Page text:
Stempel College Researchers Analyze DNA-Damaging Agents in Tobacco Use

[Photo: Dr. Marcus Cooke]

While tobacco smoking is recognized as detrimental towards one’s health, there are still important factors concerning the properties of tobacco that remain unidentified. Various agents found in both tobacco and tobacco smoke are capable of damaging one’s DNA.

Although researchers acknowledge that DNA-damaging agents exist, little is known about them. A team led by scientists at Florida International University’s Robert Stempel College of Public Health and Social Work has sought to better understand the relative risks of different tobacco exposures by providing a preliminary characterization of an unknown agent containing DNA-damaging properties.

In this report published in the Journal of Hazardous Materials, scientists provide a preliminary characterization of DNA-damaging properties, which further stresses the agent’s potential role in risks associated with chewing tobacco. The study was performed by Marcus S. Cooke, a professor in Stempel College’s Department of Environmental Health Sciences, and visiting scholars Dr. Chiung-Wen Hu, Dr. Mu-Rong Chao and Dr. Yuan-Jhe Chang, from Chung Shan Medical University, Taiwan. In “Direct-acting DNA ethylating agents associated with tobacco use primarily originate from the tobacco itself, not combustion,” researchers analyzed whether unburnt tobacco or tobacco smoke contained the greater number of DNA-damaging agents (Hu, Cooke, Chang, & Chao, 2018).

“I’m interested in any agent that damages DNA,” said Dr. Marcus Cooke. “What we learn from one agent might similarly apply to another.”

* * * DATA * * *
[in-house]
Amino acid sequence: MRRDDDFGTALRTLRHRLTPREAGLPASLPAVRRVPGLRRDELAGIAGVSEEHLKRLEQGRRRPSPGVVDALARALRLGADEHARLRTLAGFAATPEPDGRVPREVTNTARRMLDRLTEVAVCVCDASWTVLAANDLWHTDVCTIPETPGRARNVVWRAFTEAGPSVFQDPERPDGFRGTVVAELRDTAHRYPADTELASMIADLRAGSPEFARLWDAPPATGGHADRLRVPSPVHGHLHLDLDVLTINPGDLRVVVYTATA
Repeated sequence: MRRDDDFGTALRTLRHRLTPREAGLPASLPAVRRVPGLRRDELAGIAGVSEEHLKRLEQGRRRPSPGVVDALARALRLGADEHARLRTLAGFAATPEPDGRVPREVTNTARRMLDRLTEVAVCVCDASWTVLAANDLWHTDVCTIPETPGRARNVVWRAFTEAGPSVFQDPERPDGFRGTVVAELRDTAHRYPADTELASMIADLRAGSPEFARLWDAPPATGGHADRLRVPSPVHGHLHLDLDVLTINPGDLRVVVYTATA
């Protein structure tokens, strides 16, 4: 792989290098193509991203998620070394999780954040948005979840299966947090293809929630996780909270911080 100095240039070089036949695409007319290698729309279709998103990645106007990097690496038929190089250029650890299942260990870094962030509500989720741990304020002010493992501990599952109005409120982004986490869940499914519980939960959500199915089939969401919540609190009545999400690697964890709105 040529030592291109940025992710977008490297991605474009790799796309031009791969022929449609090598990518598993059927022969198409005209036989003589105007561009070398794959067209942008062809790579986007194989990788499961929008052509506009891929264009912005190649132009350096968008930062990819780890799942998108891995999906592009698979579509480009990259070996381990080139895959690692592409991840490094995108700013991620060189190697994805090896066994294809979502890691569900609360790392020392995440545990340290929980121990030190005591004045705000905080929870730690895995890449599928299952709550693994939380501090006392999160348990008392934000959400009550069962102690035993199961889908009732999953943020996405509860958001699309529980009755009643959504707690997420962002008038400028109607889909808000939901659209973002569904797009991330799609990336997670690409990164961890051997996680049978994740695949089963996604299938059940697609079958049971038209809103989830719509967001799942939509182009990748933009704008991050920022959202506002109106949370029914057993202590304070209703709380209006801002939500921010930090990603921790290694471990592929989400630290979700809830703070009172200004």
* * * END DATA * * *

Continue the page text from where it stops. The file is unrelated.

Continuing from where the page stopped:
Tobacco smoke is usually perceived as the hazardous component of tobacco use; however, in this study, researchers refute earlier suggestions that certain DNA-damaging agents associated with tobacco smoking are only found in smoke.

Compared to mainstream smoke, researchers found that the DNA-damaging agents are present in higher levels of side stream smoke and the tobacco itself. These findings have profound implications for passive smokers and people who chew tobacco.

“As tobacco use (smoking or chewing) remains a major worldwide public health problem and is linked to various cancers, it is essential that researchers better understand how tobacco use leads to cancer,” said Dr. Tomás R. Guilarte, dean of Stempel College.

The researchers’ discoveries can lead to greater public health awareness on chewing tobacco and passive smoking.

Hu, C., Cooke, M. S., Chang, Y., & Chao, M. (2018). Direct-acting DNA ethylating agents associated with tobacco use primarily originate from the tobacco itself, not combustion. Journal of Hazardous Materials, 358, 397-404. doi:https://doi.org/10.1016/j.jhazmat.2018.07.011.